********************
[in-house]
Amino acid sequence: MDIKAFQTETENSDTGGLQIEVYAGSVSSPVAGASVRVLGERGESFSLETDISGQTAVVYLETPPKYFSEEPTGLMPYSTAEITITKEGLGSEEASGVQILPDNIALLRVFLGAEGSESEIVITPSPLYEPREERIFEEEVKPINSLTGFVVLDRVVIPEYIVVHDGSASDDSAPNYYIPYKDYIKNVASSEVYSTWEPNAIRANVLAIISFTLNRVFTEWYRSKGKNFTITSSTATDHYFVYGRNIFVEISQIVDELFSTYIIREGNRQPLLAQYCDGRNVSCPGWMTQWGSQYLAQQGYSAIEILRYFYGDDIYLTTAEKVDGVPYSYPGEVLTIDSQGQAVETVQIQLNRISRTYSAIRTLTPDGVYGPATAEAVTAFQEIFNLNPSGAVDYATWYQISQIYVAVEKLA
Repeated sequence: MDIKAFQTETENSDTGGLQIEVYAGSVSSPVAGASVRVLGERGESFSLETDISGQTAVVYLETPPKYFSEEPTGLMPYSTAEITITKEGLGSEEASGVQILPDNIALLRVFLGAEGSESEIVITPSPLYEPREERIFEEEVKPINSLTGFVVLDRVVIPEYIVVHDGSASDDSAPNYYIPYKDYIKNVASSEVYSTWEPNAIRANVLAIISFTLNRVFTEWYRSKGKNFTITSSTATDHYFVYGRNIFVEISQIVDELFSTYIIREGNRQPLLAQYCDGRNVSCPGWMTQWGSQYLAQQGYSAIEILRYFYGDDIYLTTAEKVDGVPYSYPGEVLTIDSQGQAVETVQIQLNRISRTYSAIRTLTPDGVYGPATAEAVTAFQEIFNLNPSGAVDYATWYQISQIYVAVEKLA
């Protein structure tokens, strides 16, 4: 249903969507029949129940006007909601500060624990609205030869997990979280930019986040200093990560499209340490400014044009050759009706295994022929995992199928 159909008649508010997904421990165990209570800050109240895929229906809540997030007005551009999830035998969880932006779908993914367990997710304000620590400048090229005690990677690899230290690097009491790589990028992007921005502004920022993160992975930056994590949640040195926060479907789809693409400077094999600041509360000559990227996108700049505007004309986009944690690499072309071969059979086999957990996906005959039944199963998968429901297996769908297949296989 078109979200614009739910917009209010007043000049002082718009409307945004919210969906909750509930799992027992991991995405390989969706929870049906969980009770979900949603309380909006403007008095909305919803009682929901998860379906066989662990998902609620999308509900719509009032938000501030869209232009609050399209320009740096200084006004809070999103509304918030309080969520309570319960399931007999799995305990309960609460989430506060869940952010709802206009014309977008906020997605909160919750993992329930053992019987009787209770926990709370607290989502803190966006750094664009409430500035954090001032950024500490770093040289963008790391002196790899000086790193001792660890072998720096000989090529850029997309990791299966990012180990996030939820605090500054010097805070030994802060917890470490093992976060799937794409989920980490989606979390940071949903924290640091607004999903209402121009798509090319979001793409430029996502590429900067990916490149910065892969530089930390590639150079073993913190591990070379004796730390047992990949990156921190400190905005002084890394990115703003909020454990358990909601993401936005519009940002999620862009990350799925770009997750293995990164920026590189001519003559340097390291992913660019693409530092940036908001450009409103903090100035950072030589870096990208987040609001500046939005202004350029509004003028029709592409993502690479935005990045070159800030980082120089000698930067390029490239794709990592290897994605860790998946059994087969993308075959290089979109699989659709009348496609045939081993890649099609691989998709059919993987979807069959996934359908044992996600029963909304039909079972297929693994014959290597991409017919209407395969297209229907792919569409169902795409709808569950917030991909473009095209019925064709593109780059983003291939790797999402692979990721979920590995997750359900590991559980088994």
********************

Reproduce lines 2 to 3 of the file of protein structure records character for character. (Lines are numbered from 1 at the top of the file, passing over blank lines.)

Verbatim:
Amino acid sequence: MDIKAFQTETENSDTGGLQIEVYAGSVSSPVAGASVRVLGERGESFSLETDISGQTAVVYLETPPKYFSEEPTGLMPYSTAEITITKEGLGSEEASGVQILPDNIALLRVFLGAEGSESEIVITPSPLYEPREERIFEEEVKPINSLTGFVVLDRVVIPEYIVVHDGSASDDSAPNYYIPYKDYIKNVASSEVYSTWEPNAIRANVLAIISFTLNRVFTEWYRSKGKNFTITSSTATDHYFVYGRNIFVEISQIVDELFSTYIIREGNRQPLLAQYCDGRNVSCPGWMTQWGSQYLAQQGYSAIEILRYFYGDDIYLTTAEKVDGVPYSYPGEVLTIDSQGQAVETVQIQLNRISRTYSAIRTLTPDGVYGPATAEAVTAFQEIFNLNPSGAVDYATWYQISQIYVAVEKLA
Repeated sequence: MDIKAFQTETENSDTGGLQIEVYAGSVSSPVAGASVRVLGERGESFSLETDISGQTAVVYLETPPKYFSEEPTGLMPYSTAEITITKEGLGSEEASGVQILPDNIALLRVFLGAEGSESEIVITPSPLYEPREERIFEEEVKPINSLTGFVVLDRVVIPEYIVVHDGSASDDSAPNYYIPYKDYIKNVASSEVYSTWEPNAIRANVLAIISFTLNRVFTEWYRSKGKNFTITSSTATDHYFVYGRNIFVEISQIVDELFSTYIIREGNRQPLLAQYCDGRNVSCPGWMTQWGSQYLAQQGYSAIEILRYFYGDDIYLTTAEKVDGVPYSYPGEVLTIDSQGQAVETVQIQLNRISRTYSAIRTLTPDGVYGPATAEAVTAFQEIFNLNPSGAVDYATWYQISQIYVAVEKLA